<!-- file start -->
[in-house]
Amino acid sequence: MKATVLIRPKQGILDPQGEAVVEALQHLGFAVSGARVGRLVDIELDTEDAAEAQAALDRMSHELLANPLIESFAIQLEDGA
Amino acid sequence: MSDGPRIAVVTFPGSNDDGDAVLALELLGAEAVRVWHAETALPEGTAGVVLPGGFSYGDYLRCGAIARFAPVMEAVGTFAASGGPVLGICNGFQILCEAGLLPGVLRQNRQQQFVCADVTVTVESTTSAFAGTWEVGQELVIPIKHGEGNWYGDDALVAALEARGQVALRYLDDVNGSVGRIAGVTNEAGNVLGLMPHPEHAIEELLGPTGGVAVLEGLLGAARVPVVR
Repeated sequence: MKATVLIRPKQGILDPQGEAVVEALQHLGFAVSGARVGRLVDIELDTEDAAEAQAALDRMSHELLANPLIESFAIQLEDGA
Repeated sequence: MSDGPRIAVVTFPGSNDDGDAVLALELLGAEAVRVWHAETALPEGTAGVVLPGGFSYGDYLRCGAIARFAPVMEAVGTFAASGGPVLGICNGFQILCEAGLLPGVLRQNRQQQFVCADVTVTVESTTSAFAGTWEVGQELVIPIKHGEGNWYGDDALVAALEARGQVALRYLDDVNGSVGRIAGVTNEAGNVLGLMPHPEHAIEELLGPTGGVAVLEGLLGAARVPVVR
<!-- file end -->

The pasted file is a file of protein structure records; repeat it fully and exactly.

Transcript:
[in-house]
Amino acid sequence: MKATVLIRPKQGILDPQGEAVVEALQHLGFAVSGARVGRLVDIELDTEDAAEAQAALDRMSHELLANPLIESFAIQLEDGA
Amino acid sequence: MSDGPRIAVVTFPGSNDDGDAVLALELLGAEAVRVWHAETALPEGTAGVVLPGGFSYGDYLRCGAIARFAPVMEAVGTFAASGGPVLGICNGFQILCEAGLLPGVLRQNRQQQFVCADVTVTVESTTSAFAGTWEVGQELVIPIKHGEGNWYGDDALVAALEARGQVALRYLDDVNGSVGRIAGVTNEAGNVLGLMPHPEHAIEELLGPTGGVAVLEGLLGAARVPVVR
Repeated sequence: MKATVLIRPKQGILDPQGEAVVEALQHLGFAVSGARVGRLVDIELDTEDAAEAQAALDRMSHELLANPLIESFAIQLEDGA
Repeated sequence: MSDGPRIAVVTFPGSNDDGDAVLALELLGAEAVRVWHAETALPEGTAGVVLPGGFSYGDYLRCGAIARFAPVMEAVGTFAASGGPVLGICNGFQILCEAGLLPGVLRQNRQQQFVCADVTVTVESTTSAFAGTWEVGQELVIPIKHGEGNWYGDDALVAALEARGQVALRYLDDVNGSVGRIAGVTNEAGNVLGLMPHPEHAIEELLGPTGGVAVLEGLLGAARVPVVR